Some of our favorite historical figures were born in the month of December. We couldn't possibly name them all, but here are just a handful whose lives we'll be celebrating.
1. Walt Disney: December 5, 1901
Walter Elias Disney was a sketch artist from an early age, and his cartoons from the 1920s were so successful that he eventually opened his own studio, where Mickey Mouse was born. Always looking for bigger and better things, Disney produced the first full-length animated feature in 1937 (Snow White and the Seven Dwarfs), was an early adopter of television, and opened Disneyland in 1955. But to build an empire, you have to exert some serious control—even over unlikely things. Case in point: For 43 years, employees at Disney theme parks were forbidden from growing facial hair. That all changed in 2000 (four years after Disney's death) when the company decided to let male employees sport mustaches, a logical choice since Disney himself wore one throughout his life. There is a catch though: Employees must already have one when they get hired or grow it out on vacation. The trash 'stache look is not allowed.
2. Sammy Davis Jr.: December 8, 1925
Sammy Davis, Jr. was destined for show business. Born to two vaudevillians, he began performing on stage at age four, and you can watch his film debut at the age of seven in the short Rufus Jones For President (1933). Davis's career included vaudeville, standup comedy, singing, dancing, Broadway musicals, movies, and TV. He was a member of the infamous Rat Pack, along with Frank Sinatra, whose birthday is also this month. He was also particularly known for his celebrity impressions, which you can see here, including an impressive Michael Jackson mimic.
3. Emily Dickinson: December 10, 1830
Renowned poet Emily Dickinson spent most of her life at home in Amherst, Massachusetts, surrounded by family. While she's often remembered as a recluse, Dickinson did have a noteworthy social life—even to the point of scandal. We can only speculate how her many rumored paramours may have contributed to the passion in her romantic poems.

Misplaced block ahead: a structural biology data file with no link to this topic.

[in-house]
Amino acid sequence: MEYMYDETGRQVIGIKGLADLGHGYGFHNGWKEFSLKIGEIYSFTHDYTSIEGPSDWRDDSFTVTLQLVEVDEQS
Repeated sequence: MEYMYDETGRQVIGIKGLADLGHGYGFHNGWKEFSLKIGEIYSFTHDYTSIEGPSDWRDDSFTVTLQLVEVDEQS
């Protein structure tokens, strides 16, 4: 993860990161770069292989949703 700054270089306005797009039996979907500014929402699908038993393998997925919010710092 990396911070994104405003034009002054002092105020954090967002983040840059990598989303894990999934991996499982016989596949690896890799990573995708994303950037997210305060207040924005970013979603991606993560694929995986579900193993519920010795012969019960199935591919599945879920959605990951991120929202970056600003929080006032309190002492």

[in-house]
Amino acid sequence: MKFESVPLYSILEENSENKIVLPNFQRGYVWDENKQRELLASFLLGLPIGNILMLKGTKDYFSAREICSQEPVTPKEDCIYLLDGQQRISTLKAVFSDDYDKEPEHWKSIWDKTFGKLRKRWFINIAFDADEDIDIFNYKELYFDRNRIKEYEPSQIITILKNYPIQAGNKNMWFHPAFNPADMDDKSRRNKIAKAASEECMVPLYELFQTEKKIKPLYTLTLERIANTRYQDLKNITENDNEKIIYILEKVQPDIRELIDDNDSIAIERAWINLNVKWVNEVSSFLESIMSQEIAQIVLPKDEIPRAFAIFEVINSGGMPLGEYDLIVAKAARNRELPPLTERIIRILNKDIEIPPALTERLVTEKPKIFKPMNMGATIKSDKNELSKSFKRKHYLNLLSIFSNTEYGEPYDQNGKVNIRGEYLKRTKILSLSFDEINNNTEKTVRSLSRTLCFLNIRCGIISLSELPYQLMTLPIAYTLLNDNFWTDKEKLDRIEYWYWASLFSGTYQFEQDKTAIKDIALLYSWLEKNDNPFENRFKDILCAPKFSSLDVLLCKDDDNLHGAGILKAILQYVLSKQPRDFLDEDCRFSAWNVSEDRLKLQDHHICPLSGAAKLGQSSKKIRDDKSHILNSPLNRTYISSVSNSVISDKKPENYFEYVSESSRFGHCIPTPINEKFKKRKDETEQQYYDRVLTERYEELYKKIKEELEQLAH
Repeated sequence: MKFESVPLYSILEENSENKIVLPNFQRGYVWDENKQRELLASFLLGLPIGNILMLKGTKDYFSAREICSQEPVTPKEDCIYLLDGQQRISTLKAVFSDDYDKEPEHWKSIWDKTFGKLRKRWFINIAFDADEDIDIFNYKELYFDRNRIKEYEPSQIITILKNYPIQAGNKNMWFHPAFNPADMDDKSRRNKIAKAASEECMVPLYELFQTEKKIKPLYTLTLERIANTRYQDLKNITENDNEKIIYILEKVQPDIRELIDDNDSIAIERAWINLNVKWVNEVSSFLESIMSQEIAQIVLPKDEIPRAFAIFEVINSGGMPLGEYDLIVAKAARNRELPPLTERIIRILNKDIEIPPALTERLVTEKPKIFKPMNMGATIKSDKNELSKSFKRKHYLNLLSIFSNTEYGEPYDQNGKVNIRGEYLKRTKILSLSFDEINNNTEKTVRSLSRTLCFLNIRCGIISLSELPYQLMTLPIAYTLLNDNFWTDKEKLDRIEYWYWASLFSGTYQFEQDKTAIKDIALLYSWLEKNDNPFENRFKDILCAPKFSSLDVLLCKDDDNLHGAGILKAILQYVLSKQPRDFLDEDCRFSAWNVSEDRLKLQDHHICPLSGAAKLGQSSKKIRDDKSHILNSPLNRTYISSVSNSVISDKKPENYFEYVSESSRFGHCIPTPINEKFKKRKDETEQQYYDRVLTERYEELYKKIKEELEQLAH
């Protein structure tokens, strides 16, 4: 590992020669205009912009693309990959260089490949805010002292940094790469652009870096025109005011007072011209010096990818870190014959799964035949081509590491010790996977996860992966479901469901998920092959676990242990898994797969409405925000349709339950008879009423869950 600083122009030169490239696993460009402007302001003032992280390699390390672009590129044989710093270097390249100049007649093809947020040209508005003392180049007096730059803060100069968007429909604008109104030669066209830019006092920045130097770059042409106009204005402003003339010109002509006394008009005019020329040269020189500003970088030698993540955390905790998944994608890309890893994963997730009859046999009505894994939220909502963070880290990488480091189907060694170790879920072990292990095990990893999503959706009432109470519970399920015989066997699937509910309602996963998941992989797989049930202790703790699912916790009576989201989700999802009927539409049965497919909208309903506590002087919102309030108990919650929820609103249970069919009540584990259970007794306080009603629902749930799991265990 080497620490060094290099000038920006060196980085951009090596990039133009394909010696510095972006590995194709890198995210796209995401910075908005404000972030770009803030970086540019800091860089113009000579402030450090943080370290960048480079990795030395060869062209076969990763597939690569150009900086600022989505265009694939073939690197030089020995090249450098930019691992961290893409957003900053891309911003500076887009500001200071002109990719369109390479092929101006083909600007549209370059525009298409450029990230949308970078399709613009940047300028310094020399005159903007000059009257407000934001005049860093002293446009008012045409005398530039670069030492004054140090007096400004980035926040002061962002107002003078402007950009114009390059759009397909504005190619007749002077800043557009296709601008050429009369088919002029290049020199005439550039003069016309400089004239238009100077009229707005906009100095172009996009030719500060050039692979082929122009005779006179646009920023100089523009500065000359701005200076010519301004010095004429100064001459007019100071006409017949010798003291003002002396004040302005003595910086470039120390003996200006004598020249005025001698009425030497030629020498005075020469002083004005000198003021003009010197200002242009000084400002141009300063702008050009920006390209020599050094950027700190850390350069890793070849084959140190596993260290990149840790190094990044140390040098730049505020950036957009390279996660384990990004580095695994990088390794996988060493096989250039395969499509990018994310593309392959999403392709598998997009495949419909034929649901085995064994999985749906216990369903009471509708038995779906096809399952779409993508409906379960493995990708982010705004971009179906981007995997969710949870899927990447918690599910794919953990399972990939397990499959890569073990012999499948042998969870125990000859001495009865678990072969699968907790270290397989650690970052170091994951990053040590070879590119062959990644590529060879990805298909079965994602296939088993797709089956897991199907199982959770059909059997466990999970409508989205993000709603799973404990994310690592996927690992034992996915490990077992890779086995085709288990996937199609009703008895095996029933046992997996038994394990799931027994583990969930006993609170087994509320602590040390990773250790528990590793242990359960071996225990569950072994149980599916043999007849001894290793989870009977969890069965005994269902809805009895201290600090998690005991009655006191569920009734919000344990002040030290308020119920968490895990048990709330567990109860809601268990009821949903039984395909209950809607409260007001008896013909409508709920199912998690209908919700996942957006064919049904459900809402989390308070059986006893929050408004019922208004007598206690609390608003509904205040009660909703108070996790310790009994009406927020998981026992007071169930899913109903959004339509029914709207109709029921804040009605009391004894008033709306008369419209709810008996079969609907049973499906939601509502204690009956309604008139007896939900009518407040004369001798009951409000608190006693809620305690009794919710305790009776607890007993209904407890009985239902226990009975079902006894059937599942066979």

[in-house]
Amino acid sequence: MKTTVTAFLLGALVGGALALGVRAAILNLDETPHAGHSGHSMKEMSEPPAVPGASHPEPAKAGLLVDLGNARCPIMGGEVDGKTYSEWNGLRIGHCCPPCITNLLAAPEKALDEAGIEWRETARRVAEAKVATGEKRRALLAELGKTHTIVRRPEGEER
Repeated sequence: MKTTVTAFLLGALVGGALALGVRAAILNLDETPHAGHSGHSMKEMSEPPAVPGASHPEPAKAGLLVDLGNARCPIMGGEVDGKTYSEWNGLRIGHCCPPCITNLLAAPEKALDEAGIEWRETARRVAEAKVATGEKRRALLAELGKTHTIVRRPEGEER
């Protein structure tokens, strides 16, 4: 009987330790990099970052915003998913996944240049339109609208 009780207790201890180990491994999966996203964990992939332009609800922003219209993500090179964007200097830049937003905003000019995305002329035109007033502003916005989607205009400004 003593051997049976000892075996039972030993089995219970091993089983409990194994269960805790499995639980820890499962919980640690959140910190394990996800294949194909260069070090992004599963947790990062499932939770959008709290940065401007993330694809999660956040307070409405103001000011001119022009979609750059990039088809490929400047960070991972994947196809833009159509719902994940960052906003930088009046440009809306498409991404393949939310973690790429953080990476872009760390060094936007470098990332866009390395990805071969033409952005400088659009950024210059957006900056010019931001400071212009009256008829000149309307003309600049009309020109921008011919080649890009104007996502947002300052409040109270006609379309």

4. Ada Lovelace: December 10, 1815
Augusta Ada King-Noel died at the age of 36, but she managed to make a serious mark on humanity in her short life. As a young woman, Lovelace worked for professor Charles Babbage, who developed a theoretical computer in the 1830s. He assigned young Ada with figuring out how to input data to make the computer, well, compute. A brilliant mathematician, she was up to the task, and developed the world's first computer software, a century before there was an actual computer to use it. Take that, modern coders.
5. Frank Sinatra: December 12, 1915
Frank Sinatra might have had an air of ease about him, but began his life the hard way. The forceps used to bring him into the world left a lifelong scar on his left jaw and mangled his ear. And while he was always self-conscious about his looks, it didn't stop him from becoming an icon. "Ol' Blue Eyes" started his singing career with the big bands of the 1930s, effortlessly moved into the role of a teen heartthrob in the '40s, and began appearing in movies, where he proved to be a natural. In the 1950s, Sinatra had his own TV show, and won an Oscar for From Here to Eternity (not to mention his many Grammy Awards). When his record sales flagged, Sinatra became a record company executive, but ultimately made comebacks with his music in both the '60s and the '70s, while constantly adding to his acting credits.